In the Times article, Marty Krofft is quoted as saying, "This is a 20-year business for somebody."

So the lesson today: Listen to Sean; he knows what he's talking about.

Sunday, April 18, 2010

Time Lords, Self-Identity & Writing

So I've been watching the new Dr. Who episodes starring Matt Smith. I've been a Who fan since the early 1980s when my father introduced me to the Tom Baker episodes then airing on our local PBS station. So I've seen the regeneration thing a number of times, and I can appreciate that each actor is going to bring his own spin to the role. His own way of portraying the character. But three episodes into Smith's Doctor and I'm just not feeling it yet.

Now, I'm still trying to be open-minded about him; I think it took me the entire 19th season to appreciate Peter Davison's version of the character. After all, it's a transition period for Matt Smith as an actor and I'm sure he's still getting a feel for the character. What he wants to portray with him and who he thinks is.

But, at the same time, I'm seeing these new episodes and I can't help but feel like they were written with David Tennant in mind. That whole bit in "Victory of the Daleks" where the Doctor confronts the Power Rangers version of the Daleks felt like a Tennant scene, with Smith doing his best to not make it feel like a Tennant scene. Same with the denouement in "The Elevent Hour." In fact, the whole custard/fish sticks bit in that same episode had the same flavor (if you'll excuse the pun) as when Tennant's Doctor would correct himself several times in a row.

See, one of the things I like about the Doctor, as a character, was that he was always very much an individual and didn't self-identify as anything but himself. Yes, he would sometimes note that he's a Time Lord or the "Destroyer of Worlds" or what-have-you but those were always presented as handy titles. The Doctor is a Time Lord in name only; he hardly practices the mores or has the characteristics of most of his people. The character of the Doctor is unique unto himself.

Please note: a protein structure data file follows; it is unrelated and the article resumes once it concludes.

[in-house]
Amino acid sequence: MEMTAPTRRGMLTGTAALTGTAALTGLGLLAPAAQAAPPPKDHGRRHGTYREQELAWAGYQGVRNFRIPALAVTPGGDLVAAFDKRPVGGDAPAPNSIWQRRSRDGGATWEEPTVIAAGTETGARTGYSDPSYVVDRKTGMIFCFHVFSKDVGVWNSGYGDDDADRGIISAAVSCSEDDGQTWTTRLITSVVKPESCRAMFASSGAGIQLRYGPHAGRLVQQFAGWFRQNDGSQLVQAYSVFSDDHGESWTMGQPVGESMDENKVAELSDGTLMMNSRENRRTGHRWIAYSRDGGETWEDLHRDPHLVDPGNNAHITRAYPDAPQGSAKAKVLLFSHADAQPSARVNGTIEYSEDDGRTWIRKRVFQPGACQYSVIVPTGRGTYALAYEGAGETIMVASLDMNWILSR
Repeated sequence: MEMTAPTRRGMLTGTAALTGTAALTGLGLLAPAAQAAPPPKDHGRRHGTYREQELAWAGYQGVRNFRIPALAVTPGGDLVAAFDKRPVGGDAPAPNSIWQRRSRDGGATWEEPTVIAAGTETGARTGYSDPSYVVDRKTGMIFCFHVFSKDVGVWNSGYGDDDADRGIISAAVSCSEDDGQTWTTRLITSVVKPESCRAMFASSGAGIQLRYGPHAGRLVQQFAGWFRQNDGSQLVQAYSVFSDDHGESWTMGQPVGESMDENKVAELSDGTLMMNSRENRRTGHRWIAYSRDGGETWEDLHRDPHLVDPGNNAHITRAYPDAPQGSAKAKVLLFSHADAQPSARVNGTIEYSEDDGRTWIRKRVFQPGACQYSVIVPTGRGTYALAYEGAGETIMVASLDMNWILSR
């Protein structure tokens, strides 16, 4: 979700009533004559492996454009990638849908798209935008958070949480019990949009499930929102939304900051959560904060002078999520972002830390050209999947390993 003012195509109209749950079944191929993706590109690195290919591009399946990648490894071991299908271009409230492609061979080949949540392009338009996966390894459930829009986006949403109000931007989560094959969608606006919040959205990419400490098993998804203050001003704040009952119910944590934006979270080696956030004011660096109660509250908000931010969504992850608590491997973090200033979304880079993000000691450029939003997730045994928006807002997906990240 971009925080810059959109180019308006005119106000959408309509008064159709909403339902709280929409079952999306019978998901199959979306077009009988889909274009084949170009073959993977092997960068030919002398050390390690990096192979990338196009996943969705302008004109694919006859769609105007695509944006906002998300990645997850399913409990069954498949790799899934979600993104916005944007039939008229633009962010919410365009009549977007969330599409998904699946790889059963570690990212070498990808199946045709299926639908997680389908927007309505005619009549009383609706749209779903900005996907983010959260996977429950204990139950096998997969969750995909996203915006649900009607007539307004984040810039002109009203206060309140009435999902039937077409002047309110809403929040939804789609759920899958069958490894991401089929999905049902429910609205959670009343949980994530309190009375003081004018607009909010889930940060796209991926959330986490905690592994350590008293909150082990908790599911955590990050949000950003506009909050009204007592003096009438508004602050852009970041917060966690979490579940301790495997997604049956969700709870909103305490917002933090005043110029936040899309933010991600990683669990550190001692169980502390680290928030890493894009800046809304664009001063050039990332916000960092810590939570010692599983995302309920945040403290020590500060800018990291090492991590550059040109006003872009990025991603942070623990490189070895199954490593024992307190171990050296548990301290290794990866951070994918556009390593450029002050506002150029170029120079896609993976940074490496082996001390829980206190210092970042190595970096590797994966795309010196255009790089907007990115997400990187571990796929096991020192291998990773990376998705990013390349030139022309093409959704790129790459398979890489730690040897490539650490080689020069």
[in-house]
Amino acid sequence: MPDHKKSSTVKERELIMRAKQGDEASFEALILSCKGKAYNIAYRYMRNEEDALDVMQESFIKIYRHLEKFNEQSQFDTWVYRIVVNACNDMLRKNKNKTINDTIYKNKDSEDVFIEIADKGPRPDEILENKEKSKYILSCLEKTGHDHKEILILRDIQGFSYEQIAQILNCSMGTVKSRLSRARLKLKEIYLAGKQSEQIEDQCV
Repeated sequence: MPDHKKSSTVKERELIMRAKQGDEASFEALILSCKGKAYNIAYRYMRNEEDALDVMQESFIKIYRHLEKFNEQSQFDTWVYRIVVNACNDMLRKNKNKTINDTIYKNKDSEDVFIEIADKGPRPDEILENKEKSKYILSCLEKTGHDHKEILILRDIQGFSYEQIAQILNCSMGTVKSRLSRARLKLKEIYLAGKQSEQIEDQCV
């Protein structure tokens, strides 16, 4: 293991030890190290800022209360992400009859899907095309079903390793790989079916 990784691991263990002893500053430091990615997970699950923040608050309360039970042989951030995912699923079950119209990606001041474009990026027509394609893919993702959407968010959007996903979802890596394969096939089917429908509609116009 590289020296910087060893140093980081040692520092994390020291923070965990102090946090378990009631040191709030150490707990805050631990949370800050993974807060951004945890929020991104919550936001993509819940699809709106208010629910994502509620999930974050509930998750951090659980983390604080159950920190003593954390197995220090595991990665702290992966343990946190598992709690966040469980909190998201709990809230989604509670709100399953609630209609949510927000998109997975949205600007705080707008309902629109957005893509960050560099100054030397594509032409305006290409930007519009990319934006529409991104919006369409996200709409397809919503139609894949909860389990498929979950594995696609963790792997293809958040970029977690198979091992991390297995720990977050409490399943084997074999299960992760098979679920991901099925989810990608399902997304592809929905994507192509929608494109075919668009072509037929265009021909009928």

And part of the charm of the character is the unique flourish that any given actor brings to the role. Mad props to Pat Troughton for becoming a very different Doctor than William Hartnell, thus establishing the pattern other actors would follow.

But that has little to do with comic books, right? Well, except the fundamental problem -- at least with serial comics -- is the same. A writer, coming to an existing character, needs find their own voice. Their own identity within the character, as it were. Just as each actor coming to the role of the Doctor needs to portray him in their own manner, each writer coming to, say, Spider-Man needs to portray him in his/her own manner.

There's legitimate reason to alter a character's voice from writer to writer or from story to story, even if you don't have the benefit of the Doctor's regeneration. That reason, of course, is that an individual will play up different aspects of their personality depending on their role or identity in a given situation. Batman, as a member of the Outsiders, is in a different role than when he's out on patrol by himself. He's different again as a member of the Justice League, and different yet again when he's mentoring Robin. All of which, of course, is different yet again when he's noodling around as Bruce Wayne. But he's the same man in every case, just different aspects of his identity come to the fore. In real life, you act differently around your parents than you do around your significant other. Or around your employer. Or around the salesman trying to convince you that the undercoating on the car you just bought is really a great investment.

See, one of the interesting things about self-identity is that it's mutable. Most people don't define themselves in only one way. Peter Parker is a superhero, but he's also a devoted nephew. Reed Richards is a scientist, and also a husband. That's how a writer is able to change a character's voice without changing his/her character.

Of course, as I think about it, self-identity is only part of that. A person's role -- which is what I've mainly been focusing on -- is probably the main impetus for changing a character's voice. Self-identity is more about how the character thinks of his/herself and, while that can certainly be multi-faceted, there's less variability there generally speaking. But the combination of the two will certainly change how a character can be written. A character who identifies herself as a hero is going to react to a bank robbery differently than a character who identifies herself as a mother.